Try the AS3 Lisp intepreter 

Use the commands available here 

Some notes from the author:

AS3 Lisp Source

So I got asked a few times to post the source for the AS3 Lisp. I have and it’s here. Please keep in mind:

  • I wrote this a year and a half ago and didn’t know AS3 or Lisp very well
  • I never intended to release the source so I apologize if anyone is offended by any class names, variable names, function names or comments (such as a function call named getGUI.LoadInterface();)
  • I have since figured out a way better way to handle symbols in the system and it would really clean up a ton of stuff
  • Some one over at YCombinator News noticed that closures don’t seem to work and for that I apologize, if I were rewriting this (which I kinda am just in a different form) I would definitely make closures works since I now realize how important they are to Lisp

IronRuby Released, and the Dynamic Language Rising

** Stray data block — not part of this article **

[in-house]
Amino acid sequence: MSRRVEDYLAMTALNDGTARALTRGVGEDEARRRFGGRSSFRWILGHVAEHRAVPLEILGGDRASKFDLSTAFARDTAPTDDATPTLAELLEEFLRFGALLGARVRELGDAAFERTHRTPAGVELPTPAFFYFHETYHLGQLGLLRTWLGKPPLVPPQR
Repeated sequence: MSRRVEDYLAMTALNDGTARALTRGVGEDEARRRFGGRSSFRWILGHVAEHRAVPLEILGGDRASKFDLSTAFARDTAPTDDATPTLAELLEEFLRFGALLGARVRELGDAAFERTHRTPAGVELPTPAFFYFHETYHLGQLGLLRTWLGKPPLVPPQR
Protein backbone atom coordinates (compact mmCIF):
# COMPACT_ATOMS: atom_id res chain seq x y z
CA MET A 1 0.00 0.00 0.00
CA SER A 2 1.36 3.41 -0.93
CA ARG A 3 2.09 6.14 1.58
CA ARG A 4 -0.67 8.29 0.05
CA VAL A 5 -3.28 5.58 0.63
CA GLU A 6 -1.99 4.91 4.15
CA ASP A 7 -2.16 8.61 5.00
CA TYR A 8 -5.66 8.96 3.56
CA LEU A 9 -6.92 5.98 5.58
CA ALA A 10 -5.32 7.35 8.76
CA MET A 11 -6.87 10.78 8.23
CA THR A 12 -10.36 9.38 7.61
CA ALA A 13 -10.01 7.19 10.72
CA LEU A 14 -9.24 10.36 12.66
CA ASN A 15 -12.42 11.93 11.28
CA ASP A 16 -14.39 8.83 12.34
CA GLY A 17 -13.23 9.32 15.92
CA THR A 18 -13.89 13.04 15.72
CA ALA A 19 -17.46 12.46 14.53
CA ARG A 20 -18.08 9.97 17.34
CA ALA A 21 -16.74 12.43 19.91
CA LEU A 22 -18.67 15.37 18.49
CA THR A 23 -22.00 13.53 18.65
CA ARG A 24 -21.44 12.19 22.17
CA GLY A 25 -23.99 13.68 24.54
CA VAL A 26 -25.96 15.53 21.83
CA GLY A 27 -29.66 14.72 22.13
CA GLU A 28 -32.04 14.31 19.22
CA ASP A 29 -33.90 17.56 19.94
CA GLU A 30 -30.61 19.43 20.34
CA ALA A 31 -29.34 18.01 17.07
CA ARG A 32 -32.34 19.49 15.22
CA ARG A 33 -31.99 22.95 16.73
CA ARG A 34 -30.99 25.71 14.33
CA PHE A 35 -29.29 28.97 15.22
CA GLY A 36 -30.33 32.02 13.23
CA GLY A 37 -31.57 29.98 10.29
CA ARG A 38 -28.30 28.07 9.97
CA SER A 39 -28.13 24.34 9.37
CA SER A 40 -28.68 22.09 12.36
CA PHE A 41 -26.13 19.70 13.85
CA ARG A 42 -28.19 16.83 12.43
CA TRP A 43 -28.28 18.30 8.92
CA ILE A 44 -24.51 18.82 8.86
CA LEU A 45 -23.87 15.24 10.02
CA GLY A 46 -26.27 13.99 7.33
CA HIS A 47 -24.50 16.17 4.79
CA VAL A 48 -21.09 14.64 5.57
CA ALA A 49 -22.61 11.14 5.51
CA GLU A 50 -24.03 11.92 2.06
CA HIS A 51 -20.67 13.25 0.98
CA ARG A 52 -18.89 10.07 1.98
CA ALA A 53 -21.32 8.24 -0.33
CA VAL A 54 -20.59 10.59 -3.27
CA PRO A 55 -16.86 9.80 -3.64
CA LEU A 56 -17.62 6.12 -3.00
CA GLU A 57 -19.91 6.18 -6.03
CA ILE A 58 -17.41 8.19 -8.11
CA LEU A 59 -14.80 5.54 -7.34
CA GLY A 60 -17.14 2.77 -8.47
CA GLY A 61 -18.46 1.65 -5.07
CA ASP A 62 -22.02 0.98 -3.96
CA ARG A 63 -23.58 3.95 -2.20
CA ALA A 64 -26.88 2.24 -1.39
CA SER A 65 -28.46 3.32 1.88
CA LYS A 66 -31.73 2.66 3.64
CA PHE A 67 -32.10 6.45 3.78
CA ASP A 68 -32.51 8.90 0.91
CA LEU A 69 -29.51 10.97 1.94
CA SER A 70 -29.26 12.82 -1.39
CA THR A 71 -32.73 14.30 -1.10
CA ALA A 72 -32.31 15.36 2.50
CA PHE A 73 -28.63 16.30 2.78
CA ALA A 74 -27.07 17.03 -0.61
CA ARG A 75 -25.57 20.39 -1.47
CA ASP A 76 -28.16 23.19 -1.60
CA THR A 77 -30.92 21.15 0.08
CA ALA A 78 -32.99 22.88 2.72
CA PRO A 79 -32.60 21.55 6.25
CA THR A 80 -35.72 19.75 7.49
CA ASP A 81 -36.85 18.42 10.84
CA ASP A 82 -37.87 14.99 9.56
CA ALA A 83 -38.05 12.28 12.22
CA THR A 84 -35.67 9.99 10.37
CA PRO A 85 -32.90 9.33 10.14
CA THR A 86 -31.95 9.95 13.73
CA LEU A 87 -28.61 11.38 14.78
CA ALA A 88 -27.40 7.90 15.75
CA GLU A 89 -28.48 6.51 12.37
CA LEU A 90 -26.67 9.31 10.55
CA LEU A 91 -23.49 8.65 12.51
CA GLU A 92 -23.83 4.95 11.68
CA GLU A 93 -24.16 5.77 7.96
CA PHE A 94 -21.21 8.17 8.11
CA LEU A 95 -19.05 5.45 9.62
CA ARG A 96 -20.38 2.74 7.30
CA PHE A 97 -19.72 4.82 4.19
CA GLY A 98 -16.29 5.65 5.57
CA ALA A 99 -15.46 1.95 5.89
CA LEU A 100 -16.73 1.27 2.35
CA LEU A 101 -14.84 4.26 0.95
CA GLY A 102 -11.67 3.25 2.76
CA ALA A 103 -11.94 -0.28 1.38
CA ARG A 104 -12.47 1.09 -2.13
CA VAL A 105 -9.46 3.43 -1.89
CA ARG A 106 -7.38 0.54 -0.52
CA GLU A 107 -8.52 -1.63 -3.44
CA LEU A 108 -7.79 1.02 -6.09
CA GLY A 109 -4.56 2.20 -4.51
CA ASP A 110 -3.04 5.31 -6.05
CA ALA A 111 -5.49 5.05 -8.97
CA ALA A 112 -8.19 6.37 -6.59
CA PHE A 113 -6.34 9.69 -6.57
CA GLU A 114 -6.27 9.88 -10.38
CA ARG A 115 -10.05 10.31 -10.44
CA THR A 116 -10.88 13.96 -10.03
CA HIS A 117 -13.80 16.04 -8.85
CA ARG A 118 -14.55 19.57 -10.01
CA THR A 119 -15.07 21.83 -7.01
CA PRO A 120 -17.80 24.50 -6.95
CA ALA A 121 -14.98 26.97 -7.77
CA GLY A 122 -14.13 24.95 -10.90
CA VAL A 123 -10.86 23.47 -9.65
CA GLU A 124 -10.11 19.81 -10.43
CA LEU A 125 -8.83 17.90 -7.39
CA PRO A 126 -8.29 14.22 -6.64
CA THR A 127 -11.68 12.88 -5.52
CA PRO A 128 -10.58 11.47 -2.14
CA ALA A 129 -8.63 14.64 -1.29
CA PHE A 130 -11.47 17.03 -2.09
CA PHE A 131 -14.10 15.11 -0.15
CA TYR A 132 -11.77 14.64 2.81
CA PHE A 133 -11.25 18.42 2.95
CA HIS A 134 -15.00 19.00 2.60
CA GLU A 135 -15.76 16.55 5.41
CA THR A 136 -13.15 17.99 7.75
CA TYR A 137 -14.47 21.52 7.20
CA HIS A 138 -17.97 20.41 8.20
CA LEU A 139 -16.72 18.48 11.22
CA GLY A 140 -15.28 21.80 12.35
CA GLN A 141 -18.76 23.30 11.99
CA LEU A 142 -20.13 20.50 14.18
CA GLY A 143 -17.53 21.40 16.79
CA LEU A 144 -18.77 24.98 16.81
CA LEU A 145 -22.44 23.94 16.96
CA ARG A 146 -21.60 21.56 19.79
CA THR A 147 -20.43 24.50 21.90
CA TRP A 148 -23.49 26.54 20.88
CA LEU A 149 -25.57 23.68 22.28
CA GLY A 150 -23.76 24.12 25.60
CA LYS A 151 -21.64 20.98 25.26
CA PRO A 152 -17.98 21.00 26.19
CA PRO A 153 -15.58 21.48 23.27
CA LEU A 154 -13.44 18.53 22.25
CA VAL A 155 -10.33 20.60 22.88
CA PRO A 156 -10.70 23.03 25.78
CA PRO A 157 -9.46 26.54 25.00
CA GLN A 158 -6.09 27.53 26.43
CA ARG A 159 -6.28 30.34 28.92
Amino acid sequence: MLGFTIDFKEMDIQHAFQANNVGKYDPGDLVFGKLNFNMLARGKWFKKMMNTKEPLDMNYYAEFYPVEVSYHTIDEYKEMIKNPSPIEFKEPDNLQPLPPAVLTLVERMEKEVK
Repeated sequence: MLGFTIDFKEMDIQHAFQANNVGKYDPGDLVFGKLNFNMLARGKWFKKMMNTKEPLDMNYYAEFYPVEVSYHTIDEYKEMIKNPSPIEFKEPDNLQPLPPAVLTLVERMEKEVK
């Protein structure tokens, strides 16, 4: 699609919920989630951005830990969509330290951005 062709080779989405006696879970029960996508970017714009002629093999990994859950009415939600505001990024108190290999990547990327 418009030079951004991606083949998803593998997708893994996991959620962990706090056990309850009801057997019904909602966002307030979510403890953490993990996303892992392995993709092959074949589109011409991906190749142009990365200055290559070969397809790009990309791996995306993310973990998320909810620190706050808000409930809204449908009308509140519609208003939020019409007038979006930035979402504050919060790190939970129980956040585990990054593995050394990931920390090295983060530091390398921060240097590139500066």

Microsoft has been busy pushing the DLR (Dynamic Language Runtime) and there is many interesting developments from C# 3.0 to IronPython and now Microsoft released IronRuby public alpha.

Will these languages be treated like J# and JScript.NET? We shall see.

If they perform better than their counterparts it might make python and ruby coders able to take on more platforms and capabilities.

It is still only pre-alpha and missing much but like, it can have an impact when platforms and languages merge.

Earlier this year, Microsoft assured developers that it would be continuing to build languages on top of the Dynamic Language Runtime (DLR). Considering that IronPython had been a success in terms of implementation, the company decided that it would make an attempt at bringing Ruby into the world of .NET. With the help of Ruby expert John Lam, today the company announced that a pre-alpha build of IronRuby is now available. You heard it right, this release is pre-alpha—many Ruby features and libraries have not yet been implemented.

One very interesting aspect of all these DLR languages is that Silverlight Alpha 1.1 supports IronPython. Will it support IronRuby? Silverlight is very fun to code in C# and can be coded in Python as well. This over just AS3 in Flash. However, AS3 is very fun and is based very closely to the Javascript2 spec. Javascript can be argued that it is the most dynamic language and functional language there is that is so widespread in, Javascript 2 could be a big thing. Languages seem to be converging on this point.

For IronRuby fun ScottGu has a great blog post on getting started with IronRuby.